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Challenges of planning a birth-to-three evaluation: A universal early childhood system evaluation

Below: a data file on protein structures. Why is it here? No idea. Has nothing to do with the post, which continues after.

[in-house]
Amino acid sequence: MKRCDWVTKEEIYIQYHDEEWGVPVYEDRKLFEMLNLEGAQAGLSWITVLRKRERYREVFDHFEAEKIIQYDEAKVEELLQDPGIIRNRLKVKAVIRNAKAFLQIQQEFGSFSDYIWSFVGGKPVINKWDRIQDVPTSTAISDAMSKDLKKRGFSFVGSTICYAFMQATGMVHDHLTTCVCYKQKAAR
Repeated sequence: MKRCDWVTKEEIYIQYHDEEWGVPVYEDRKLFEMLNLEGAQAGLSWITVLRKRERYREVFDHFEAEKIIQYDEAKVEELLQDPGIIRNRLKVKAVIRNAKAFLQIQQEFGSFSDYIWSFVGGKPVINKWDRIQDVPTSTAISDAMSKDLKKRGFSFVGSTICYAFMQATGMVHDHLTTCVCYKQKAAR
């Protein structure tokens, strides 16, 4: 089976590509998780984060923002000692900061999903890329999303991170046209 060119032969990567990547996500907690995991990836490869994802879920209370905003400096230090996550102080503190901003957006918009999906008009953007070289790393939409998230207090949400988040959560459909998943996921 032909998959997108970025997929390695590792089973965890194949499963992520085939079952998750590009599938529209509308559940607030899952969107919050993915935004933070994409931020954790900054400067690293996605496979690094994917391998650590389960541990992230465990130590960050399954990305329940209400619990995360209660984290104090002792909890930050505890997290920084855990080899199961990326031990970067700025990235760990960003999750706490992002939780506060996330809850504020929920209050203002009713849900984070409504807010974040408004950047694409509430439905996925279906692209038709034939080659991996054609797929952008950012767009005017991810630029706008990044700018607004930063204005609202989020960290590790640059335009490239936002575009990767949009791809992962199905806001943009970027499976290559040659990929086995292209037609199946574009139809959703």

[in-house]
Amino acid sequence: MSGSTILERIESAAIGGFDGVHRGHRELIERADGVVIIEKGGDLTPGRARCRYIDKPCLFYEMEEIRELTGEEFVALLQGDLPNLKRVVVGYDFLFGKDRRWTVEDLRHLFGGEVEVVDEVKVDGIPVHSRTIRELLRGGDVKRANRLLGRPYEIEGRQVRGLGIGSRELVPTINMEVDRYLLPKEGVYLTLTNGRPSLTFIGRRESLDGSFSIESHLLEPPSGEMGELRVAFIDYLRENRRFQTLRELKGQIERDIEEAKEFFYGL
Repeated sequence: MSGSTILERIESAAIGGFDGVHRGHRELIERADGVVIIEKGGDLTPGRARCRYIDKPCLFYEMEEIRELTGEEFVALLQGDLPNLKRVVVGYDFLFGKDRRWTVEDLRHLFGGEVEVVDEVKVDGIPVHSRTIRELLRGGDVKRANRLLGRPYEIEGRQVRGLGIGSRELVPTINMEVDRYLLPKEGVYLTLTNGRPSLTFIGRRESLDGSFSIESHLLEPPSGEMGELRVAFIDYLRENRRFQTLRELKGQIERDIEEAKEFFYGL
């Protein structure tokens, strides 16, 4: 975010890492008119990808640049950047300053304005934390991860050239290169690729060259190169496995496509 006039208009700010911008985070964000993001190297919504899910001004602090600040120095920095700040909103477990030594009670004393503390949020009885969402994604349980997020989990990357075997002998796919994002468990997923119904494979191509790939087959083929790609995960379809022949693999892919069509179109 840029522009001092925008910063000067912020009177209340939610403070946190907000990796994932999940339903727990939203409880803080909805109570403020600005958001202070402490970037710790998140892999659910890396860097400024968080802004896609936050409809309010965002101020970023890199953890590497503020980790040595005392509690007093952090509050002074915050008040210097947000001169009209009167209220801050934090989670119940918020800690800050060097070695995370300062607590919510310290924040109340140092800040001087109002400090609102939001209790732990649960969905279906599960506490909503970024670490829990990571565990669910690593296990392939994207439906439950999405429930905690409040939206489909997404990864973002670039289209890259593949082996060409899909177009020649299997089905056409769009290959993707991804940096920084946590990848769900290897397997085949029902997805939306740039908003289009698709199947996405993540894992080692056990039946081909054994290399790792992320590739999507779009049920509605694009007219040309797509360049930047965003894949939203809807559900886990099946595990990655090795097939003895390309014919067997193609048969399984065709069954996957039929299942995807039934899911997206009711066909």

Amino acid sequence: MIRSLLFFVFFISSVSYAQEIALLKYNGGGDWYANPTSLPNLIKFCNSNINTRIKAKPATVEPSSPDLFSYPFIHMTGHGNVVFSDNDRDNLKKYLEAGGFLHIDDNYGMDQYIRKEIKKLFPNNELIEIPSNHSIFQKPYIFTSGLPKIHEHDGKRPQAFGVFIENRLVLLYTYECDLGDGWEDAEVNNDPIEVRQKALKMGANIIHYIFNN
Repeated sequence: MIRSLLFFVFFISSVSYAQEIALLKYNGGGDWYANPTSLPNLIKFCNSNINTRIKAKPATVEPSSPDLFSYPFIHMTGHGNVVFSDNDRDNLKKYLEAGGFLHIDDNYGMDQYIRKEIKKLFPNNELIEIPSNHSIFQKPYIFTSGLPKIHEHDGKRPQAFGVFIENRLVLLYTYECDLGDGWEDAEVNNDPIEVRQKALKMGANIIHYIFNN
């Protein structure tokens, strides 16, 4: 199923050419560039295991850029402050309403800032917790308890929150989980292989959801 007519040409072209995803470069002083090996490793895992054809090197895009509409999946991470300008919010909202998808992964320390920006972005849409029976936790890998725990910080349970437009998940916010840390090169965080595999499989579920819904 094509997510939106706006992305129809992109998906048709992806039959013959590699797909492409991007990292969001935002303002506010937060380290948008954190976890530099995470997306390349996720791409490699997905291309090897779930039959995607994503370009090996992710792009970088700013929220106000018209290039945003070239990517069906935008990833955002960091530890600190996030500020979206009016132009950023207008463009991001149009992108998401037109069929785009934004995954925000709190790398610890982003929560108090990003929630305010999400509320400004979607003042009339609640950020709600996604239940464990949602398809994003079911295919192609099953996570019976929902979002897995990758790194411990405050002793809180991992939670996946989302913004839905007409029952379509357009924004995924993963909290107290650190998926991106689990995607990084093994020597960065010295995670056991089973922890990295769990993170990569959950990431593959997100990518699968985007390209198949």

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In an effort to bring rigorous research into the education and social sciences field, the past decade had seen an increase in the advocacy of randomized controlled trials. The argument in favor of using randomized controlled trial is that one can evaluate the impact of an intervention in comparison to a control group with confidence during a summative evaluation. However, before coming to the stage of conducting a randomized controlled trial, extensive effort in planning and conducting process evaluation is needed. This article examines the perspective of an early childhood evaluation in the United States, and particularly highlights the challenges that arise when a state's whole system is being evaluated, where the system consists of a variety of program models and the provision of early childhood services is universal in the system. The challenges are highlighted so that future evaluators will be aware of such issues in planning their universal systemwide evaluation. (author abstract)
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